Chivington was also incredibly ambitious and he hated Native Americans. By 1864, the Cheyenne and Arapaho were in big trouble. Their hunting grounds of the Front Range overwhelmed by white settlers, the bison were in rapid decline and so was their independence. The Cheyennes especially were divided between the Dog Soldiers who wanted total war against the whites and compromising leaders such as Black Kettle who wished to keep their people alive. The Dog Soldiers and the whites engaged in raids on each other during 1864 while Black Kettle sued for peace. He was guaranteed that for his people so long as they stayed in southeastern Colorado. They camped along Sand Creek, about 140 miles east of what is today Pueblo. This was far off country from the gold fields. They weren’t bothering anyone. But that was not enough for Chivington.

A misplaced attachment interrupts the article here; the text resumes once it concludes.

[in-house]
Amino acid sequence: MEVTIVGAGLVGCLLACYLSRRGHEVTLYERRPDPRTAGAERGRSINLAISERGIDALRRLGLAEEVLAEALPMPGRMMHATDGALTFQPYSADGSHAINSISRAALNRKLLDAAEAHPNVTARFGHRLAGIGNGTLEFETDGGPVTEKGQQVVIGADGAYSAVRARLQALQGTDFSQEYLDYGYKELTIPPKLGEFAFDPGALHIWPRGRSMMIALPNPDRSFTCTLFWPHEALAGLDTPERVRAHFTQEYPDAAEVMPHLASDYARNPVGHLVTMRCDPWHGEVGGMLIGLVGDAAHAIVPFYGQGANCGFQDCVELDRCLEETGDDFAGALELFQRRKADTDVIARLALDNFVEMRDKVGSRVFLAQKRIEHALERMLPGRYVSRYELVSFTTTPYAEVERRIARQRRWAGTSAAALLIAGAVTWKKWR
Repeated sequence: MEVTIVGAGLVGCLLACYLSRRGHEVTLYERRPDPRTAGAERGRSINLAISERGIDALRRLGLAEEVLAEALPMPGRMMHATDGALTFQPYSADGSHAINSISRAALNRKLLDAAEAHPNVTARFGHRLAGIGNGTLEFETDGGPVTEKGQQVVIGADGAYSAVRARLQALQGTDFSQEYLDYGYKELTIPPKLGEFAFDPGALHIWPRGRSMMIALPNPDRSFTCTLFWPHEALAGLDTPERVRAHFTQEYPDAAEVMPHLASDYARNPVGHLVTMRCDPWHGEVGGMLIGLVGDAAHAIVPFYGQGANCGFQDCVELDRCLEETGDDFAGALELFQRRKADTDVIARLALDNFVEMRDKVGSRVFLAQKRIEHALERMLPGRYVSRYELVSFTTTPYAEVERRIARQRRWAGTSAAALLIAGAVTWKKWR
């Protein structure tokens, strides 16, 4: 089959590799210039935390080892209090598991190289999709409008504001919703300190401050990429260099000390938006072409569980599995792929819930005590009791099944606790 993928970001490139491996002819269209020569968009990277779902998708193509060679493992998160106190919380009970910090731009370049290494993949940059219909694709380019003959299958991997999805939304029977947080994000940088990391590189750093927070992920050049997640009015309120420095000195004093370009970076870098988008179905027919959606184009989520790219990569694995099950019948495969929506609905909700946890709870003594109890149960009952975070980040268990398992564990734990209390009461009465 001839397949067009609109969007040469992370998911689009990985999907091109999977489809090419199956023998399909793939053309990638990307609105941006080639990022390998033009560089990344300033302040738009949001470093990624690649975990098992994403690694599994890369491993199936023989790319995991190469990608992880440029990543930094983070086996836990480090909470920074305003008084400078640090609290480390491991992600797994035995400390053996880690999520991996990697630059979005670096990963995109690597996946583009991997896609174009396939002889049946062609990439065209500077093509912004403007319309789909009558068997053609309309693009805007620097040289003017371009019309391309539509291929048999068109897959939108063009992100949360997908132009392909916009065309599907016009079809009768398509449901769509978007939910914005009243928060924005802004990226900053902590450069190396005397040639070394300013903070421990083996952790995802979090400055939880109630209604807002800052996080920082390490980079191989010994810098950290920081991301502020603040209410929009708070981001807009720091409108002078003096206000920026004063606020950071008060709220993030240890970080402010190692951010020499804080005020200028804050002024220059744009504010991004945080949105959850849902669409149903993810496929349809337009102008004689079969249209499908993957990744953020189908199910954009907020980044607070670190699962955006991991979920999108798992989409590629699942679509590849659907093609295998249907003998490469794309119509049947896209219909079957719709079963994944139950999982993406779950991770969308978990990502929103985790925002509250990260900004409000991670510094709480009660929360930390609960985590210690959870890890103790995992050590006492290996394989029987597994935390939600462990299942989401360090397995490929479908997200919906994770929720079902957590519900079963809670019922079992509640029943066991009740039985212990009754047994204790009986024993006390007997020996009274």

We think of the U.S. Army as the villains of the genocidal wars against Native Americans. But the real villains were the everyday white settlers of the West. They wanted a war of extermination against Indians. Colorado’s territorial governor, John Evans, didn’t like the peace terms given to Black Kettle and neither did Chivington. Stoking anti-Native sentiment was good politics in Denver and the mining camps. Chivington wanted to build on this for his own political career. When the War Department gave Evans permission to create the 3rd Colorado Cavalry, the stated reason was to protect the mining camps but Evans and Chivington were lying. Chivington was named commanding officer. And he marched his troops to Sand Creek.